Psalm 62:1-8, Luke 11:1-4
September 18, 2011
We’re looking today at The Lord’s Prayer. These are arguably the most often repeated words in history of the English language, with the possible exception of the words, “Would you like fries with that?” (OR how about “It’s yet another sell-out at Citizen’s Bank Park!”)
Seriously, though, just think how many Christians over the past two thousand years have prayed that prayer weekly – and many of them daily! I suppose our Catholic brothers and sisters account for the greatest number of repetitions, especially when they pray the rosary. (There are something like 20 repetitions of the “Our Father” in that sequence!)
However, some feel that such “repetition” takes away the meaning of something. And I’m sure there’s some truth in that. After a while it certainly can become just a mindless intoning of words. That’s why it’s good to have sermons like this one from time to time. That’s why we have studies on the Lord’s Prayer. Such things make us think about what we’re saying!
But I don’t want to dismiss the repetition part of this! There’s something to be said for the devotion expressed in the simple repeating of these words. There’s a concentration on God in that act of saying these words. There’s a sense of honor in the veneration of this most sacred prayer – a prayer given to us by Jesus himself. So it’s not a bad thing. (There’s much worse things we could be saying!) So don’t worry if you feel you’re just repeating these words! You’re honoring the one who taught all his disciples to pray like this! But! Plan on being here for the next three weeks as we take the time to think about what we’re saying! Because this is amazing stuff! This is revolutionary! And some of it is very difficult!!
There are two places in the Gospels where we find the Lord’s prayer. It’s first found in “the Sermon on the Mount” in Matthew 6. And then it’s found in Luke’s Gospel. But that case it’s well after Luke’s “Readers Digest” version of “the Sermon on the Mount” in chapter 6. We find his version of the prayer here in chapter 11.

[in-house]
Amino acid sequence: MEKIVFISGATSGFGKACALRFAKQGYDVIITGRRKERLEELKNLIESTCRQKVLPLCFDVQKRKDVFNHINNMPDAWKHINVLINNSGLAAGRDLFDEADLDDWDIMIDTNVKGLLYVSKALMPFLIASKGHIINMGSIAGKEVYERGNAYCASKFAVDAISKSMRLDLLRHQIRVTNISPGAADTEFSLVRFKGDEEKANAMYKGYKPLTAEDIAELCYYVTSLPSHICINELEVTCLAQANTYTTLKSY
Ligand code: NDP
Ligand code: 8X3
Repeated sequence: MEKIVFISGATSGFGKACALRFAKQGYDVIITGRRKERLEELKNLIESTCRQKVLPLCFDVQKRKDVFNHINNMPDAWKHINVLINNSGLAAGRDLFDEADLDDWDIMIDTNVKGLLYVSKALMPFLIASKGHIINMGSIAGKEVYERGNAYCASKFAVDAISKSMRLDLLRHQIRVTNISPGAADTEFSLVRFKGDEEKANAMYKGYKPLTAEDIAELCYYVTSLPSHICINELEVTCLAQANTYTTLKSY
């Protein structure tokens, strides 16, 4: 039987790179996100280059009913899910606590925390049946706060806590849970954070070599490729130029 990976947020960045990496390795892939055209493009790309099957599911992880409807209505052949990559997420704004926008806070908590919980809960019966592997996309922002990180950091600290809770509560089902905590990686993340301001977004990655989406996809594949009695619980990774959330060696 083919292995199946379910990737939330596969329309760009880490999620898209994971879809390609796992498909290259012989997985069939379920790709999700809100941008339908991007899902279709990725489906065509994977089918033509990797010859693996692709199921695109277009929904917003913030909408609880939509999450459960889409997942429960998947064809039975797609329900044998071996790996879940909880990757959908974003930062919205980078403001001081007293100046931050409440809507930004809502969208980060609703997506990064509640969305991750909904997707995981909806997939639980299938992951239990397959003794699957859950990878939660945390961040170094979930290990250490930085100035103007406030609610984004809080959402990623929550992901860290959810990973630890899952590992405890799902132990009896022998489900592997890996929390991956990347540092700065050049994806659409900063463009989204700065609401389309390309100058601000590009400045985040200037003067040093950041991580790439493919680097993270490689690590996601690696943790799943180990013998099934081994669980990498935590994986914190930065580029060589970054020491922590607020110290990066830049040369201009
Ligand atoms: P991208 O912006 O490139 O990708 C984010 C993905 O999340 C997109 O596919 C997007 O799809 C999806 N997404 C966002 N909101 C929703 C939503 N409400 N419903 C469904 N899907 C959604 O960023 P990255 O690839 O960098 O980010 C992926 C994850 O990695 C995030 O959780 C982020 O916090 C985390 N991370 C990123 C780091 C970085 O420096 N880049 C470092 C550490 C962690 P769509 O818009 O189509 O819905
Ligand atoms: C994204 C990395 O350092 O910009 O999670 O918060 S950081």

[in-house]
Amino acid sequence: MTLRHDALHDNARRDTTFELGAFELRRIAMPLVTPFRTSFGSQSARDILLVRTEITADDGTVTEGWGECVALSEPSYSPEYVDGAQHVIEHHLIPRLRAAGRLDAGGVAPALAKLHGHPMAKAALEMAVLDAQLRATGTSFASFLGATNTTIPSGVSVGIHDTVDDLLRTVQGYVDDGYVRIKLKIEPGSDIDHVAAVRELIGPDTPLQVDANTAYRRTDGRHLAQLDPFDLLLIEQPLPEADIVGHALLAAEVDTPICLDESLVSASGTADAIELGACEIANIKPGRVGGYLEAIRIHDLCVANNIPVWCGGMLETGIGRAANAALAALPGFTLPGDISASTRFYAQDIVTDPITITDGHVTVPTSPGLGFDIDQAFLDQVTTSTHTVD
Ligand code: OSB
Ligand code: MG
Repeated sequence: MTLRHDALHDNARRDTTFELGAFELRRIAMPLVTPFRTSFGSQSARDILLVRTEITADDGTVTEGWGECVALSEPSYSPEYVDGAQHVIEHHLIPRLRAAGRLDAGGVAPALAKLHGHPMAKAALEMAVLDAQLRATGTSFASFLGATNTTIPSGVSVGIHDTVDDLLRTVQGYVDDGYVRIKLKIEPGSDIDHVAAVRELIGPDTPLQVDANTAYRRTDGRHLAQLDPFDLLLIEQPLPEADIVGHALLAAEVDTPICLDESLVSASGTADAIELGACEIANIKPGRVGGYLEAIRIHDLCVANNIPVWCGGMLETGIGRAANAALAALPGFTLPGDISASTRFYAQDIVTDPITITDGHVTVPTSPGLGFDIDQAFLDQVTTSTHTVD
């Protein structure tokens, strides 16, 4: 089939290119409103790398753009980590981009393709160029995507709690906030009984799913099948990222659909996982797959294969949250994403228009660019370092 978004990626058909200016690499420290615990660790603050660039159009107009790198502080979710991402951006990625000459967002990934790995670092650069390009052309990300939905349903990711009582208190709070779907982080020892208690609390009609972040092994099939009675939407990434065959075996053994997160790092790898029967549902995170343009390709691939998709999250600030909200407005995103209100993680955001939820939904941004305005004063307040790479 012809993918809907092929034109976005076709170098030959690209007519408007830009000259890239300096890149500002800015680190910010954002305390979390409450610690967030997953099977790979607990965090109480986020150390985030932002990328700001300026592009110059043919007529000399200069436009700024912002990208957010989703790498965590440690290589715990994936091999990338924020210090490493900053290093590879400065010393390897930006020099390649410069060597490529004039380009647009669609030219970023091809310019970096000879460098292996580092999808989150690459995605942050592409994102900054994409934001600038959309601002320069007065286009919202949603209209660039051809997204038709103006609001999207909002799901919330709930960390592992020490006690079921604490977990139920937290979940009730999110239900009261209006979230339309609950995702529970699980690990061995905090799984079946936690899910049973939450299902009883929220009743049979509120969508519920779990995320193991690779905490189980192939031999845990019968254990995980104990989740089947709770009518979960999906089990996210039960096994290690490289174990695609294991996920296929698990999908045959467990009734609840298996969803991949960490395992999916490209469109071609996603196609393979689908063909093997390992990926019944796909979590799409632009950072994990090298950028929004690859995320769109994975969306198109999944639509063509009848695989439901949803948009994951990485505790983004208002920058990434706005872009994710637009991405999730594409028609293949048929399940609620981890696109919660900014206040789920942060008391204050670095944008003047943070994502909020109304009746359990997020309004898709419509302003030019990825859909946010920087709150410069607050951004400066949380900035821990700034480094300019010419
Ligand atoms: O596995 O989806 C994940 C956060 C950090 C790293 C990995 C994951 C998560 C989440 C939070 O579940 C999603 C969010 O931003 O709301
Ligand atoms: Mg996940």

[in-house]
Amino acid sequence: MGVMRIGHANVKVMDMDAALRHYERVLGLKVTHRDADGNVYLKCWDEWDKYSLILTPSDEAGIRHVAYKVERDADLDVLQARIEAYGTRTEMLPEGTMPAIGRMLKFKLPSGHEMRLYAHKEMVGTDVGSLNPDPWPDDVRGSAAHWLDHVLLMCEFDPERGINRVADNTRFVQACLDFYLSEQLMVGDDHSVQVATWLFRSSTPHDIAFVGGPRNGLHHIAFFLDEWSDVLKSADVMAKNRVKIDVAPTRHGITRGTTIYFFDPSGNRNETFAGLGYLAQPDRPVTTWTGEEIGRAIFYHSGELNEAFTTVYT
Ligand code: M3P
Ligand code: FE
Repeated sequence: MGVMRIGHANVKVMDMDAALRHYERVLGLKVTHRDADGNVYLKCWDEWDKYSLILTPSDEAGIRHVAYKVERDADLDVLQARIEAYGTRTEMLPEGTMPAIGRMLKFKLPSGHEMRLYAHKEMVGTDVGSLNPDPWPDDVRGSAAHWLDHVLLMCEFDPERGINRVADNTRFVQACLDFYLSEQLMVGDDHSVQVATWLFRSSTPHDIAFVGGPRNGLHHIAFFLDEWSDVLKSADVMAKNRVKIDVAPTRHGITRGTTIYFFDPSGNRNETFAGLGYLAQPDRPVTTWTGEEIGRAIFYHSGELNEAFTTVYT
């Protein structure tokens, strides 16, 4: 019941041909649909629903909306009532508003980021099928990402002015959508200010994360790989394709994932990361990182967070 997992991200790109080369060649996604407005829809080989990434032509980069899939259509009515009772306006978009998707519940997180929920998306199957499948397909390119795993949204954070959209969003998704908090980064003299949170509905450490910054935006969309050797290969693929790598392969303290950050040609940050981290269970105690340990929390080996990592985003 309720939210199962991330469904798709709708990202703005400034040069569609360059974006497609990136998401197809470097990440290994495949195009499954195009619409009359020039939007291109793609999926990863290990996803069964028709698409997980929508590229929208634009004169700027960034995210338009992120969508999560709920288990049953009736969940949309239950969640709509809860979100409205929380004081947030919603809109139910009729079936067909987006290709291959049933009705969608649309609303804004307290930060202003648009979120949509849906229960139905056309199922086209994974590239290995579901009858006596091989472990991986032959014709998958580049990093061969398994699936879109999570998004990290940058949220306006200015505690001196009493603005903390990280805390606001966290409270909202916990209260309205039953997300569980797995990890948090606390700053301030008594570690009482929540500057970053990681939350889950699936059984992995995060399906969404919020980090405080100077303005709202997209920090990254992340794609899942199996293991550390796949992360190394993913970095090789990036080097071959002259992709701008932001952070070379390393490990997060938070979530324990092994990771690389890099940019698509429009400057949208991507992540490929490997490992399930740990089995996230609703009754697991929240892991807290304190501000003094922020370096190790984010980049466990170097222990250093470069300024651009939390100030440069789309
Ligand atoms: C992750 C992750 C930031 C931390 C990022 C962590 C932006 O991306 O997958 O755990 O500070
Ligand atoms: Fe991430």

Now, does that mean Luke is saying Jesus didn’t use this prayer in “the Sermon on the Mount?” We might wonder about that, but I don’t think it would be true. As I said, Luke’s is the “paired down” version of that Sermon. He didn’t include a lot of things that Matthew did in his longer version! So he could well have taught this prayer to the crowd at that time, and then later offered the same words to his disciples when they asked. (That makes sense. After all. It’s a good prayer!)
The other thing I just want to mention here, is that some have called Luke’s version “the Sermon on the Plain.” But that’s really a misnomer. Luke says that Jesus was on the mountain with his disciples, and then he came down “and stood on a level place.” But that doesn’t mean he came all the way down, away from the mountain, and stood on a wide open plain. It simply means he came down to a level place on the mountain! So I don’t want to get sidetracked by any of those little differences. They’re just not that important!
The one I do want you to notice is the way the sermon is introduced by the two writers. Matthew says, “Seeing the multitudes, he went up on the mountain, and when he sat down, his disciples came to him, and he opened his mouth and taught them.” We could spend all morning talking about that. Because it’s “chock full” of rabbinical references! The “sitting down,” the “disciples coming to him,” and the “opening his mouth and teaching” are all about what a rabbi would do in a teaching time with his disciples! And as you’ve heard me say before, Matthew is writing his Gospel to a Jewish audience. He was attempting to prove to the Jewish people that Jesus was the Messiah as foretold in their scripture. So putting him in a Jewish context, having him act and teach like a Rabbi, is a huge thing to Matthew and to his readers!
In Luke’s Gospel, the disciples have witnessed Jesus praying, and they ask him to teach them how to do it. And that’s actually the emphasis of both of these accounts. Even though the two Gospel writers are writing for two different audiences, the purpose here is the same. This is a prayer that is a lesson about prayer. In both Gospels, Jesus is trying to get the disciples to see what our prayers should be like. He’s trying to teach them about the attitude of prayer, and about the intimacy of prayer.